• Under a quid pro quo theory, a retail assistant manager is stripped of her assistant manager title for refusing to submit to the general manager's sexual advances.
  • Under a hostile work environment theory, male co-workers post obscene cartoons in the office men's bathroom bearing a female employee's name and depicting her engaging in crude sexual acts.
  • Under a hostile work environment theory, a factory worker is repeatedly subjected to sexual slurs and vulgar, sexually related epithets from co-workers, and is told that the language is "standard operating procedure" in the factory.

The harassment occurred in private. How can I prove that I am a victim of sexual harassment?

It is rarely the case that sexual harassment occurs on only one occasion. So, when harassment does occur, it is important to document the instances — especially if they are occurring in private. Keeping a calendar log, which can help you remember instances of harassment, may be very helpful in proving your case.

Contact an employment law attorney as soon as possible to discuss whether you should start documenting the instances of harassment, and if so, what you should include.

When To Contact A Lawyer

Contact Foote, Mielke, Chavez & O'Neil, LLC for a Free Case Evaluation if you have been:

  • Sexually harassed or asked to perform sexual acts
  • Denied a promotion as a result of being sexually harassed or complaining/reporting sexual harassment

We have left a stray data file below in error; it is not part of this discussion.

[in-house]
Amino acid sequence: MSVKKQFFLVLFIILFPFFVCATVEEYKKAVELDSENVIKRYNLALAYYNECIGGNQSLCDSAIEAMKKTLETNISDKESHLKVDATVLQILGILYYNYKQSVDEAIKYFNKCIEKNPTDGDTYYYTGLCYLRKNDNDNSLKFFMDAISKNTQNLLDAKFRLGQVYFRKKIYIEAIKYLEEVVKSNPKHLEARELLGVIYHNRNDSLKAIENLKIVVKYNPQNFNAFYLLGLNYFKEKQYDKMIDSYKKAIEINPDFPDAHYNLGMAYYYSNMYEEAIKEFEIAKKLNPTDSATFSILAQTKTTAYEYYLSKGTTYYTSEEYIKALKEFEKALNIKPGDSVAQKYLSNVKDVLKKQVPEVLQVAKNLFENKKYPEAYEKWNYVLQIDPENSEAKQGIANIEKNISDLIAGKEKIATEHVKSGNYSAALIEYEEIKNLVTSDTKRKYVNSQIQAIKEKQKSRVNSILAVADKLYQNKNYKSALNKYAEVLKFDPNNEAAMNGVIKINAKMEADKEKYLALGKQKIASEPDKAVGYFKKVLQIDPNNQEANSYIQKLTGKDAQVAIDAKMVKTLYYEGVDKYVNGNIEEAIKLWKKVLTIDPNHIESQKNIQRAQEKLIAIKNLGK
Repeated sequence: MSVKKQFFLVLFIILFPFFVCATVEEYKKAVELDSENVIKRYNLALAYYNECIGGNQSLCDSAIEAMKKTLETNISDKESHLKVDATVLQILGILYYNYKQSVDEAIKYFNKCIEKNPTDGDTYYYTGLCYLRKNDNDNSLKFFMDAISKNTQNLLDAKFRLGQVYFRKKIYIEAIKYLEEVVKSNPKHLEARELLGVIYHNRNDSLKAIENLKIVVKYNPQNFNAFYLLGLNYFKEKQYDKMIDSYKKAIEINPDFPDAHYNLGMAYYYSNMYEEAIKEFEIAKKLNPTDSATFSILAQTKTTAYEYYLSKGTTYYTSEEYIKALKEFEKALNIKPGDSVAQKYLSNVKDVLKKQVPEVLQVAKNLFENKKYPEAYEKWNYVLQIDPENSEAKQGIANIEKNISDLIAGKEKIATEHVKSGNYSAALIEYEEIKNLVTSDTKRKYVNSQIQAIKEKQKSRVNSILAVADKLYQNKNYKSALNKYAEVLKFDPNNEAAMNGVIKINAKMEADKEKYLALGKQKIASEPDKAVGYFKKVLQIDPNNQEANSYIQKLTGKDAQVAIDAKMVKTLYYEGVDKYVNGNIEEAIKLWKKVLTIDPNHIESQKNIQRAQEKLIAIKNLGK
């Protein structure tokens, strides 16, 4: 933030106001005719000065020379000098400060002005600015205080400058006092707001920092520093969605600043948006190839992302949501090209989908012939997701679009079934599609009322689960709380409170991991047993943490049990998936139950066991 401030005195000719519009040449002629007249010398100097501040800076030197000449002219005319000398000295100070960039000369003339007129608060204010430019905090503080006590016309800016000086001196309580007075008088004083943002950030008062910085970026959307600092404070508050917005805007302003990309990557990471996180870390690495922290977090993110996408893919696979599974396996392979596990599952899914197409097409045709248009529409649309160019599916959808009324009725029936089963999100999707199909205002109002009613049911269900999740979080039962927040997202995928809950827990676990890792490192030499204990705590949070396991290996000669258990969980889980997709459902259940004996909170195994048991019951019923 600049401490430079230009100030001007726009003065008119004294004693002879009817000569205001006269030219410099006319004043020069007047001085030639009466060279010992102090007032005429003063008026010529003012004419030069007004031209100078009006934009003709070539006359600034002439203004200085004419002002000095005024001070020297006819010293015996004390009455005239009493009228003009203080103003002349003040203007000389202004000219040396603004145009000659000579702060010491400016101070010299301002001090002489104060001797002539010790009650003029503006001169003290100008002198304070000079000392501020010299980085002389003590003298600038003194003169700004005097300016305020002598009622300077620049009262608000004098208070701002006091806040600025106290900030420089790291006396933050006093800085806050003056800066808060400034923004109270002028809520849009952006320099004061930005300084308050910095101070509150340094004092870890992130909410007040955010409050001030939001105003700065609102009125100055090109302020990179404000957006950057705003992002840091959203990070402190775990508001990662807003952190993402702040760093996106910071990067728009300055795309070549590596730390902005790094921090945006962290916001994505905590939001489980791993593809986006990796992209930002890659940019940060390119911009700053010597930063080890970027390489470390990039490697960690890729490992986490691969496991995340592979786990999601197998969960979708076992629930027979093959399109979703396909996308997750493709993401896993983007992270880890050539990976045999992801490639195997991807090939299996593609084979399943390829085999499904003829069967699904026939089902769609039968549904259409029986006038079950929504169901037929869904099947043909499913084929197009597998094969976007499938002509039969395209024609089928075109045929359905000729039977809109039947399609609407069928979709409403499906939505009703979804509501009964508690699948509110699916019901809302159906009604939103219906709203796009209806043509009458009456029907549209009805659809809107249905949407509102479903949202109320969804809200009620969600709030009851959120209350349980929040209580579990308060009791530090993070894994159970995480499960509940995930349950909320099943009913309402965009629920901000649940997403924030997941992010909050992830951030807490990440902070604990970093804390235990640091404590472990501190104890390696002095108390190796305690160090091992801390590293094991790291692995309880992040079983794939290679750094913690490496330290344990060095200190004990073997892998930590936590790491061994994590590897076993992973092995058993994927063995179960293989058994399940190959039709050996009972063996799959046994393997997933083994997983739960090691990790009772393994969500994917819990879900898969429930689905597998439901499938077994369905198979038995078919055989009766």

• Denied training as a result of being sexually harassed or complaining/reporting sexual harassment
  • Denied time off or vacation time as a result of being sexually harassed or complaining/reporting sexual harassment
  • Forced to endure sexually offensive comments or sexually based epithets
  • Scheduled for unfavorable shifts, work hours or days as a result of being sexually harassed or complaining/reporting sexual harassment
  • Demoted or transferred to a less favorable position as a result of being sexually harassed or complaining/reporting sexual harassment
  • Unfairly disciplined as a result of being sexually harassed or complaining/reporting sexual harassment
  • Denied benefits or privileges of employment that others are provided as a result of being sexually harassed or complaining/reporting sexual harassment;
  • Paid less or denied bonuses as a result of being sexually harassed or complaining/reporting sexual harassment
  • Terminated as a result of being sexually harassed or complaining/reporting sexual harassment
  • Otherwise subjected to a hostile work environment, harassed, discriminated against or otherwise treated unfairly (differently) as a result of being sexually harassed or complaining/reporting sexual harassment

I was sexually harassed many years ago, can I still bring a claim?

Here at FMCO, we realize that it takes great courage to come forward and discuss your sexual harassment story. Remember, we are here to listen, and our consultations are completely confidential. However, it is important to keep in mind that there are very important, strict time limitations that govern your ability to bring a claim involving sexual harassment. It is imperative that you seek immediate legal advice if you believe you have been subjected to sexual harassment.

As mentioned above, each sexual harassment case has its own unique set of circumstances. Thus, it is crucial to speak with an attorney who can help you determine whether or not you can still bring a claim.

If you are a victim of sexual harassment in the workplace, contact Foote, Mielke, Chavez & O'Neil, LLC, in Geneva, Illinois, by calling 630-232-7450.